dc.description.abstract<table><tr><td colspan="2" class="item-title">Comparisons of Childbirth Experiences between Japanese and US Women: Preliminary Findings From a Tool Development Study</td></tr><tr class="item-sponsor"><td class="label">Conference Sponsor:</td><td class="value">Midwest Nursing Research Society</td></tr><tr class="item-year"><td class="label">Conference Year:</td><td class="value">2009</td></tr><tr class="item-author"><td class="label">Author:</td><td class="value">Kishi, Rieko, PhDc</td></tr><tr class="item-institute"><td class="label">P.I. Institution Name:</td><td class="value">University of Illinois at Chicago</td></tr><tr class="item-address"><td class="label">Contact Address:</td><td class="value">533 S. Cuyler Ave. #2, Oak Park, IL, 60304, USA</td></tr><tr class="item-phone"><td class="label">Contact Telephone:</td><td class="value">708-383-1337</td></tr><tr class="item-email"><td class="label">Email:</td><td class="value">riekokishi@gmail.com</td></tr><tr class="item-co-authors"><td class="label">Co-Authors:</td><td class="value">R. Kishi, B.J. McElmurry, , University of Illinois at Chicago, Chicago, IL;</td></tr><tr><td colspan="2" class="item-abstract">Background. Childbirth is a phenomenon reflecting the sociocultural context of a particular country. Declining availability and accessibility of perinatal health care are emergent social concerns in Japan and the U.S. A large dataset to evaluate perinatal care based on lay women's voices is awaited for professionals to develop evidence-based practices and improve health care services for their clients in Japan. Purpose. To examine sociocultural context of Japanese women's childbirth experience, in comparison with that of U.S women using the &quot;Listening to Mothers-II (LTM-II)&quot; survey (2006). Conceptual framework. A conceptual framework for evaluation of primary health care for perinatal women was developed. Methods/Subjects. An American questionnaire, LTM-II, was translated and culturally adapted for the Japanese language and pretested with a total of 20 Japanese lay adult women: 15 early postpartum women who had given birth at a rural city hospital and five women who had given birth in an urban city in the last two years. Interviews took an averaged 64.1 minutes. Results. Qualitative comparisons of women's childbirth experience in the U.S. and Japan, supported by quantitative data, revealed that women's childbirth experiences strongly reflected their cultural values and social context. For example, compared to U.S. women, Japanese perinatal women overcame their worries by carefully performing healthy behaviors, accepting hardships such as labor pain, and constantly receiving assurance from health professionals and modern technology. On the other hand, cross-cultural universality of birthing women's experiences was found in many aspects of the child birth process. Conclusions. Preliminary findings indicate commonalities and differences between Japanese and U.S. women's birth experiences can be obtained using adapted LTM-II tool. Comparisons of U.S. and Japanese women's experiences with the health care system and society of each country contribute to an understanding of the various sociocultural contexts in the two countries.</td></tr></table>en_GB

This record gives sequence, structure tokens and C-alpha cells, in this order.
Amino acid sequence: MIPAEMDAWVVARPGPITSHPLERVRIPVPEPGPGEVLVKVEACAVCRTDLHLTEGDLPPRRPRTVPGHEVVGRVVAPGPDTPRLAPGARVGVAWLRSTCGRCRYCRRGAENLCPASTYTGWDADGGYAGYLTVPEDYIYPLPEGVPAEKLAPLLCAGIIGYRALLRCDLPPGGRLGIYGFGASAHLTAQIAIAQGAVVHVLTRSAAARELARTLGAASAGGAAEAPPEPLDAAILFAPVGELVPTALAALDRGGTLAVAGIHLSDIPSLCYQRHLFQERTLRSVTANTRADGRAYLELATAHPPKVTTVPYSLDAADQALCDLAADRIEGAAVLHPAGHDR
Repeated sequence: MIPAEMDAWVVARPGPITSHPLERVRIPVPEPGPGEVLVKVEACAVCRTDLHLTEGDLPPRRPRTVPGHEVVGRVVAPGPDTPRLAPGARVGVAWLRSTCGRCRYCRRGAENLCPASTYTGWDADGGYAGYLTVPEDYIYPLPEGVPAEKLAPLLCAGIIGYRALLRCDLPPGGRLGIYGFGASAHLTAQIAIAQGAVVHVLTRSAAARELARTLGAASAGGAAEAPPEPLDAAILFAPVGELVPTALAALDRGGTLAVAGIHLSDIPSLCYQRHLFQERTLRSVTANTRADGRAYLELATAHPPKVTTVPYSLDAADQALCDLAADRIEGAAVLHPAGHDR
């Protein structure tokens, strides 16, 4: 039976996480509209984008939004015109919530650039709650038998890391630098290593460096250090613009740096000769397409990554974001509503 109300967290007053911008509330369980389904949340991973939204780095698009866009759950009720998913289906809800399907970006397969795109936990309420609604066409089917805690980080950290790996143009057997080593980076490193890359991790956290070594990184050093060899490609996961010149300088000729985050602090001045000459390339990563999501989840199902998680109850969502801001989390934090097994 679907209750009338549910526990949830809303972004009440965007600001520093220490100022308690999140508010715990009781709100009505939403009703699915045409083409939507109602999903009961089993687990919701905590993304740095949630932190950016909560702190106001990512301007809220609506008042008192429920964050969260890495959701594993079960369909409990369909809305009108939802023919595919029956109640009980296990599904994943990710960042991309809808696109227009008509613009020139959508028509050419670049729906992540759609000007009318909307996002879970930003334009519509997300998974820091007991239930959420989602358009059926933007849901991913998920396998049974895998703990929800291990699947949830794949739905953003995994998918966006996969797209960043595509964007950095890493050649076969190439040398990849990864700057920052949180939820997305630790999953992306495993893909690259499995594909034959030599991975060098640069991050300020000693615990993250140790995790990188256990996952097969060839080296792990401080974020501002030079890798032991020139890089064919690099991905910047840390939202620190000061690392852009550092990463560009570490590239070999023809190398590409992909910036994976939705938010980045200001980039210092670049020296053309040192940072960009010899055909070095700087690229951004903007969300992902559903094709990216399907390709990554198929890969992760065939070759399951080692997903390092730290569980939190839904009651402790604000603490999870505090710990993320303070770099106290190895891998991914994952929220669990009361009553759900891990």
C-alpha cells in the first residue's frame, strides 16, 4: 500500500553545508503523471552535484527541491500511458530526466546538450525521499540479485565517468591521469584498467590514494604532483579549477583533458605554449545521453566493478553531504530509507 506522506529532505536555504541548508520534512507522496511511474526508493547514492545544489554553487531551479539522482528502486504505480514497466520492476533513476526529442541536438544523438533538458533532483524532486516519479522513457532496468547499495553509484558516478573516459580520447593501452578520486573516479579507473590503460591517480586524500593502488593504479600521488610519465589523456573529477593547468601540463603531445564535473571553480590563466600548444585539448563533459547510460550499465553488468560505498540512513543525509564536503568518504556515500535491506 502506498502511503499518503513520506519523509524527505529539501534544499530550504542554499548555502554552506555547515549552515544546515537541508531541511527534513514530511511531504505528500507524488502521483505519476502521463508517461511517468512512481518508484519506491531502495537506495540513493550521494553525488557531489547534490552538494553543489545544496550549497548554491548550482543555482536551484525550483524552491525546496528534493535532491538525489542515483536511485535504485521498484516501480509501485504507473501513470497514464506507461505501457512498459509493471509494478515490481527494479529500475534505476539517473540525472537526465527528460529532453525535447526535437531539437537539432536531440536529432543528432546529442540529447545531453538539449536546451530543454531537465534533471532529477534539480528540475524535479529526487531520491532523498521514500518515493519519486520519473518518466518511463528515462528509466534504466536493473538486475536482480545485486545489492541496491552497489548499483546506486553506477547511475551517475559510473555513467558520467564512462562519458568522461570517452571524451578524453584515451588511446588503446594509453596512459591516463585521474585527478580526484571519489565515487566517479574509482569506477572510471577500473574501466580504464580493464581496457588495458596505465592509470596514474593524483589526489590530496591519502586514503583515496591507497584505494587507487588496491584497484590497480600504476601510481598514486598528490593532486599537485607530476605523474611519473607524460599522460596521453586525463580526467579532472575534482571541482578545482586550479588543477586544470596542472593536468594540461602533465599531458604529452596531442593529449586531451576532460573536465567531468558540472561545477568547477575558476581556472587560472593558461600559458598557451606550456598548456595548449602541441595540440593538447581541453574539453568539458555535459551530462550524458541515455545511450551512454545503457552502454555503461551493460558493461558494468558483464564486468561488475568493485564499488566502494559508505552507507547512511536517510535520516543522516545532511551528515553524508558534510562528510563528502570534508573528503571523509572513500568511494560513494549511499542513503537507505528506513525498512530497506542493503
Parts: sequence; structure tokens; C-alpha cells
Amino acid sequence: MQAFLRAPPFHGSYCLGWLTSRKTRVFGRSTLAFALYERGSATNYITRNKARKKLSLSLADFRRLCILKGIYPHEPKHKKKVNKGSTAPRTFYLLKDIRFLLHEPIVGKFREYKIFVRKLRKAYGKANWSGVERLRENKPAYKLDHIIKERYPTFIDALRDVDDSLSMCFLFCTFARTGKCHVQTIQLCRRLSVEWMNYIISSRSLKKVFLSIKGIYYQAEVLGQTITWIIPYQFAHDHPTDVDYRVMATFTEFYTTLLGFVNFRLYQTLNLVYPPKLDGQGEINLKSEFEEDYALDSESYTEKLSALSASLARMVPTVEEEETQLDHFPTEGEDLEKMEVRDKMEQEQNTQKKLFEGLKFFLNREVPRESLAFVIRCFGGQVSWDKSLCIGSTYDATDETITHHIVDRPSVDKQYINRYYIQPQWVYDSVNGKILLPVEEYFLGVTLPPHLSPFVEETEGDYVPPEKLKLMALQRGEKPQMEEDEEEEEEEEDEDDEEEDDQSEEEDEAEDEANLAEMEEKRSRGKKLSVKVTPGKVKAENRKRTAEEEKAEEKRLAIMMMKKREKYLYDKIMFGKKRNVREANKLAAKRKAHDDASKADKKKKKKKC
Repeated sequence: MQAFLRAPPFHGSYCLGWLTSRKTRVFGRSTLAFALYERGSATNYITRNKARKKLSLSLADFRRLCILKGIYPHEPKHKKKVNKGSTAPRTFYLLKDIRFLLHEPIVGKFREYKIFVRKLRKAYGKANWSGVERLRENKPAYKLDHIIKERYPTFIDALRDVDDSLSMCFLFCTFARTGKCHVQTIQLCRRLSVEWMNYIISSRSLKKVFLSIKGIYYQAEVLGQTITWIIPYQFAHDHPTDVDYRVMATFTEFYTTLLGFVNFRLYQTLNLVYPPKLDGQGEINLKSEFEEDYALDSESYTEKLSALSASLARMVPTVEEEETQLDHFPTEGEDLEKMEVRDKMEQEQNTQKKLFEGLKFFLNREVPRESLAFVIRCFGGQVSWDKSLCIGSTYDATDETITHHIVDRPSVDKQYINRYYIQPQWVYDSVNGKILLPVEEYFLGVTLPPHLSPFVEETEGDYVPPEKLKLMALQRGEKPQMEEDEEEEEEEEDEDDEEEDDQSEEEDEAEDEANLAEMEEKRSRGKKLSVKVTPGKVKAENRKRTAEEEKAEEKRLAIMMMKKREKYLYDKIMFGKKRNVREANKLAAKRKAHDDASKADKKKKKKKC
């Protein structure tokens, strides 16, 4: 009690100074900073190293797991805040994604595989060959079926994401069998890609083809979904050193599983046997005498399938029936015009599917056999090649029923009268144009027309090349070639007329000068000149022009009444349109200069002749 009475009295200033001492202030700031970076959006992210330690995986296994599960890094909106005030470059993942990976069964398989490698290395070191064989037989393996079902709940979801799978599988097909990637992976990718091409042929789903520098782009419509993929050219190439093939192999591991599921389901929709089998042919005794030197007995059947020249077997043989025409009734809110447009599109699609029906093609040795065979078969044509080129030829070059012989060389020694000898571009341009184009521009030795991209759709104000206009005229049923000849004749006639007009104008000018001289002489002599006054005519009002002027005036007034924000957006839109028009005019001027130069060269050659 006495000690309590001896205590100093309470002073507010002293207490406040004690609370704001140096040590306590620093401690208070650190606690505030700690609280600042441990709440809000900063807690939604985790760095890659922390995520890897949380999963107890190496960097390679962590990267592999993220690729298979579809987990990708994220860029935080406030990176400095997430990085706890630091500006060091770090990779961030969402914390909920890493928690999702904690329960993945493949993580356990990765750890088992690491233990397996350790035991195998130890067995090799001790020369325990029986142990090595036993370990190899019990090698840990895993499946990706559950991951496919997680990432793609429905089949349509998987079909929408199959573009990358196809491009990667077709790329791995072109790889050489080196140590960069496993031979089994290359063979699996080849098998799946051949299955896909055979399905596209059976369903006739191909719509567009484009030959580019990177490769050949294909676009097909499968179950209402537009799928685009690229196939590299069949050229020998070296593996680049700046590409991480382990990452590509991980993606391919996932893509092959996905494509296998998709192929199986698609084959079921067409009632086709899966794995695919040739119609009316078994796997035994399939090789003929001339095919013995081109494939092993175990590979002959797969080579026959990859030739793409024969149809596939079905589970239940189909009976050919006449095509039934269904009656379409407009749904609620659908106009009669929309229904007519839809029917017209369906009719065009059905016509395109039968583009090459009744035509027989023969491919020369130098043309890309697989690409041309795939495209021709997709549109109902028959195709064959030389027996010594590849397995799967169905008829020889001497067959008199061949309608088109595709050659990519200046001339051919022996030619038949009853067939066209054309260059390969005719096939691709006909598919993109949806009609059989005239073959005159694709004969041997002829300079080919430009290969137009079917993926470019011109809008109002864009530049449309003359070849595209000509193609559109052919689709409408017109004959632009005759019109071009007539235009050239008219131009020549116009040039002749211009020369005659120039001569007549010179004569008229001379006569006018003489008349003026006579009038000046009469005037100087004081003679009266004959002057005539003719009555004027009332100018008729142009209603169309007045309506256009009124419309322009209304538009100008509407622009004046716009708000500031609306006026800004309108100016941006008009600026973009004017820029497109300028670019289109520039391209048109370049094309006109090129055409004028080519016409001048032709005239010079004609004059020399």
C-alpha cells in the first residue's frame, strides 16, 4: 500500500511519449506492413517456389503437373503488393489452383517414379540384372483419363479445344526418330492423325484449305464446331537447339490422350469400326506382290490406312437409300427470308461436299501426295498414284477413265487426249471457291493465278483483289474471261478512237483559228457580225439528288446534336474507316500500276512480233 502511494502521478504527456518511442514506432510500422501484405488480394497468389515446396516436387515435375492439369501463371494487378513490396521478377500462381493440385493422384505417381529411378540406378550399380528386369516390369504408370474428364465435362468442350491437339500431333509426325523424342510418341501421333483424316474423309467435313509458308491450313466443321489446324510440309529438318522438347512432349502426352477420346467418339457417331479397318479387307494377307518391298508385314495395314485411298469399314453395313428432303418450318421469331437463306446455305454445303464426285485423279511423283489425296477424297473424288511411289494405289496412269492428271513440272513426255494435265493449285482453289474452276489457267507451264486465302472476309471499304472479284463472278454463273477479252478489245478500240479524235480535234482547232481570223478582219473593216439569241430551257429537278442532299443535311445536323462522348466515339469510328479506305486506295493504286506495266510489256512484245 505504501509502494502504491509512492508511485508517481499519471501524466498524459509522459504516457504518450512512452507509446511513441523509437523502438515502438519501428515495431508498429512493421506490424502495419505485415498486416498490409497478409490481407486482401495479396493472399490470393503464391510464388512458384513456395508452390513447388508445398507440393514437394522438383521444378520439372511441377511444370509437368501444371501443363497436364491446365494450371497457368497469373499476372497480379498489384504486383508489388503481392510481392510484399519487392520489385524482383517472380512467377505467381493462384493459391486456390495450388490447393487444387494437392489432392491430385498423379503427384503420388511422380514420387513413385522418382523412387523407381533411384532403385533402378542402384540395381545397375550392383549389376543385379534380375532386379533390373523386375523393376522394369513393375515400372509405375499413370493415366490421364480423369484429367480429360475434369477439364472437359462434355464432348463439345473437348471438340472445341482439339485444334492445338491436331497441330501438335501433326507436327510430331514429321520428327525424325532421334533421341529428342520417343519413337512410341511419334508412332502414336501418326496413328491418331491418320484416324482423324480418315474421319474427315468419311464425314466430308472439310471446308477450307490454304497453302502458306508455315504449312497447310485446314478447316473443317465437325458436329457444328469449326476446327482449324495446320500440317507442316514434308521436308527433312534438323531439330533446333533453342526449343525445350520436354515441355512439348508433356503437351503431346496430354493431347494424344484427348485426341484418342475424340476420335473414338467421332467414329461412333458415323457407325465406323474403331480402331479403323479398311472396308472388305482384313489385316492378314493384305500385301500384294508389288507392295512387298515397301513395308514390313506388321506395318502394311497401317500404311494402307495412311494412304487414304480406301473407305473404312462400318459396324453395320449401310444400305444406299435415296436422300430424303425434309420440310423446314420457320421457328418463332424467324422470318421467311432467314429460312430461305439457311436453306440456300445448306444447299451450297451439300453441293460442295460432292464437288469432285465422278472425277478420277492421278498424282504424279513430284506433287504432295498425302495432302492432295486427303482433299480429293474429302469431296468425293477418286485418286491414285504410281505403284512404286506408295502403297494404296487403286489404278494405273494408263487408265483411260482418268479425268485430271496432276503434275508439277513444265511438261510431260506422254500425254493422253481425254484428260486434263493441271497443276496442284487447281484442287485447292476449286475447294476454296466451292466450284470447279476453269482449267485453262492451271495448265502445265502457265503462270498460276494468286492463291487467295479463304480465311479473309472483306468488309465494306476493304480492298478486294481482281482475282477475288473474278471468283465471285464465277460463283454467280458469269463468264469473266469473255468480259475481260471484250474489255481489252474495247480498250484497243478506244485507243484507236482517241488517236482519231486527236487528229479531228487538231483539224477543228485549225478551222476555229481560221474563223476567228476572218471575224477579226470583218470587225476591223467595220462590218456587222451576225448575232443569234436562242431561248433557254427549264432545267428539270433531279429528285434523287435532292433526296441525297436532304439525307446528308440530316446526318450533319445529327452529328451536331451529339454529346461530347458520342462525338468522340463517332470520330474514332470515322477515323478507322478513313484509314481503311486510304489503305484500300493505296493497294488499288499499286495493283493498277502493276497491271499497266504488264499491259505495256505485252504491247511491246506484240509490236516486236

dc.date.available2011-10-26T22:18:59Z-
dc.date.issued2011-10-17en_GB
dc.date.accessioned2011-10-26T22:18:59Z-
dc.description.sponsorshipMidwest Nursing Research Societyen_GB